A recent federal investigation found that UC Berkeley’s handling of sexual misconduct violated Title IX — a conclusion that, of course, comes as little surprise to the countless survivors who have repeatedly spoken out against UC Berkeley.
Despite several attempts to improve its policies — including major campus revisions in 2014 and again in 2016 — UC Berkeley remained out of compliance, according to the report. Now, the campus has entered into an agreement with the U.S. Department of Education’s Office for Civil Rights, or OCR, to address outstanding concerns outlined in the investigation.
The four-year investigation’s findings are deeply validating: Dozens of campus community members have been saying for years that UC Berkeley needs to make changes to equitably support survivors of sexual violence. Why did it take the federal government stepping in to get people to listen?
Many students had serious concerns that the campus often did not notify both the complainant and respondent of sexual misconduct claims when cases were closed or resolved. Moreover, the campus Title IX office’s process was too slow for a college setting where students come and go every few years. In some cases, concluding an investigation and the subsequent disciplinary action could take up to three years, investigators found.
It is unacceptable that there is even the possibility of someone filing a report as a sophomore and not seeing its resolution before they graduate. UC Berkeley’s Title IX office is understaffed, but this is not an excuse. Until the campus prioritizes boosting resources to the Title IX office — and the PATH to Care Center, which offers additional advocacy and support for survivors — UC Berkeley will never be able to work through these complaints promptly.
OCR’s report outlines many policy recommendations to improve UC Berkeley’s compliance with Title IX, such as increasing sexual harassment and violence training for graduate students, faculty and staff. It would behoove the campus to follow through on every single one of these suggestions.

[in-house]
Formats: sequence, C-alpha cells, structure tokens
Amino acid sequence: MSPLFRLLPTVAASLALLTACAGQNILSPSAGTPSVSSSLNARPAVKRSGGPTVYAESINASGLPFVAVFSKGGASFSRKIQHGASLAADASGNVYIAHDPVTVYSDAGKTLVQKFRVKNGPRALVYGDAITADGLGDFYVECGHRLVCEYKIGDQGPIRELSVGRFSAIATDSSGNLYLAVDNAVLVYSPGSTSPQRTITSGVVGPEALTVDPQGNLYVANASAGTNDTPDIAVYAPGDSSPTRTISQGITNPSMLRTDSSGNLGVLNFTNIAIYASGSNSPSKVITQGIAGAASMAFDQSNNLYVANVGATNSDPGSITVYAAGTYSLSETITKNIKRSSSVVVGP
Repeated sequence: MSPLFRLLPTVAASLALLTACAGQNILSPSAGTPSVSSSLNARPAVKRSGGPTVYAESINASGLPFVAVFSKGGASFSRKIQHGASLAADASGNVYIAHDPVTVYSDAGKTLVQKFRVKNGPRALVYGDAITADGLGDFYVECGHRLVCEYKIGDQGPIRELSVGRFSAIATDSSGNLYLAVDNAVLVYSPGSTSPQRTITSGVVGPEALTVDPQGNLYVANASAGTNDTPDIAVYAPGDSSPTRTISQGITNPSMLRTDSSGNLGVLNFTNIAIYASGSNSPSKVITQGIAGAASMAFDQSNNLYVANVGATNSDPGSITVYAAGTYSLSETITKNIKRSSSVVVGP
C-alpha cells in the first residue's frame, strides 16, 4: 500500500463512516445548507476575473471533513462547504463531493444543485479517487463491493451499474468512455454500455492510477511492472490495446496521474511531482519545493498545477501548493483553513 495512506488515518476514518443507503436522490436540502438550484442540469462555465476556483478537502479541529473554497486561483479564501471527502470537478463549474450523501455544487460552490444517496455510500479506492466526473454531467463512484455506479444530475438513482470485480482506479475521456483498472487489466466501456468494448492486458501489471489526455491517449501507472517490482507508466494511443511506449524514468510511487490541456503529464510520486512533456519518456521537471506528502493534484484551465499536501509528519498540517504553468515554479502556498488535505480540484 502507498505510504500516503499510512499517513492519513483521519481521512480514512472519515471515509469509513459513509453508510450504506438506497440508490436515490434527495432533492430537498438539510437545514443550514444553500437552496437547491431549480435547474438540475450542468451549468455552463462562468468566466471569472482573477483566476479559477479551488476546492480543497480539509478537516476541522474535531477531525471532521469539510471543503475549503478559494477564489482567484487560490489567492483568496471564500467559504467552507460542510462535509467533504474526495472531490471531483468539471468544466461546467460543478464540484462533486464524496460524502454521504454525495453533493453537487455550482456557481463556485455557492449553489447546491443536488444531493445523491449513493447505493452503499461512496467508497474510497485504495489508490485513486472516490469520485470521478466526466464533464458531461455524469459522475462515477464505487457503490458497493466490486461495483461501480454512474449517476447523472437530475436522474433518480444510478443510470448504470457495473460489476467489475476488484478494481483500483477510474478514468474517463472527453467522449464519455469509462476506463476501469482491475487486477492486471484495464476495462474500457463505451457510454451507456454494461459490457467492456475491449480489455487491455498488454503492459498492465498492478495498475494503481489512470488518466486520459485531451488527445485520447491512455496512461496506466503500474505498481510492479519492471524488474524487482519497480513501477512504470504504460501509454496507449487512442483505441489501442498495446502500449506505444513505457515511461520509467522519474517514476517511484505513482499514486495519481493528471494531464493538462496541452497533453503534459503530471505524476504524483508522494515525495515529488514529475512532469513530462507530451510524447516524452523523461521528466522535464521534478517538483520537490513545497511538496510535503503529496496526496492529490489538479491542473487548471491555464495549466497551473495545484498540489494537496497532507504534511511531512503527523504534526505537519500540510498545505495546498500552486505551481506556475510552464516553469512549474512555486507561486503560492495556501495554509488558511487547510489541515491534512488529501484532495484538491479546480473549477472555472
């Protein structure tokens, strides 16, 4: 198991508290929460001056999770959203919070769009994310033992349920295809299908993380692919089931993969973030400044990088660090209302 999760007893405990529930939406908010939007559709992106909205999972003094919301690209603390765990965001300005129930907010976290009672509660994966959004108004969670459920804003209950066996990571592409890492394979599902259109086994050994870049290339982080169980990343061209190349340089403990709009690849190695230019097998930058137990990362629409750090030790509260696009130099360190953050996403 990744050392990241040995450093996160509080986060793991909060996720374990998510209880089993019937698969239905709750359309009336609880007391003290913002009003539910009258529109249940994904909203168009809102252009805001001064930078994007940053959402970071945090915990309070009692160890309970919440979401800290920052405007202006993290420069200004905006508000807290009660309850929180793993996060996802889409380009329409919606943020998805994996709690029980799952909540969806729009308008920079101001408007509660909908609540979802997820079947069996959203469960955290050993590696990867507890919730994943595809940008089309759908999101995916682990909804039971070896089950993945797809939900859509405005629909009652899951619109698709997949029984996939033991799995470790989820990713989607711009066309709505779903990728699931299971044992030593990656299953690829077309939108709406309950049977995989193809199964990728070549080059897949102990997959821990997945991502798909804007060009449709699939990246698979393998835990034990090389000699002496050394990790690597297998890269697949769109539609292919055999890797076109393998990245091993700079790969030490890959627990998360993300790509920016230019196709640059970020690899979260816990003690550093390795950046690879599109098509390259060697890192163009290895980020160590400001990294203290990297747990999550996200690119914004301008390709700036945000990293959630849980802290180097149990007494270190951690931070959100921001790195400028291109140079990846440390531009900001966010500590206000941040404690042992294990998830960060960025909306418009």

The report also roasted campus for inconsistently resolving cases with alternative, often lighter, punishments (this was a problem, for example, in the case of Geoffrey Marcy, who was disciplined outside of the normal process) without informing survivors.
But policy changes are not enough — these policies only matter if there is also a cultural shift among faculty and staff. Tyann Sorrell, who accused former UC Berkeley School of Law dean Sujit Choudhry of sexually harassing her while she worked as his executive assistant, alleged that some of her superiors knew about her harassment but did not report it. This infuriating complacent attitude proves that the campus needs to ensure that all its employees will speak out against sexual misconduct.
The agreement includes a two-year monitoring period, during which the campus will have to regularly report to OCR on how policies have changed to comply with Title IX.
All eyes are on you, UC Berkeley. And the community deserves to see change.
Editorials represent the majority opinion of the Editorial Board as written by the opinion editor.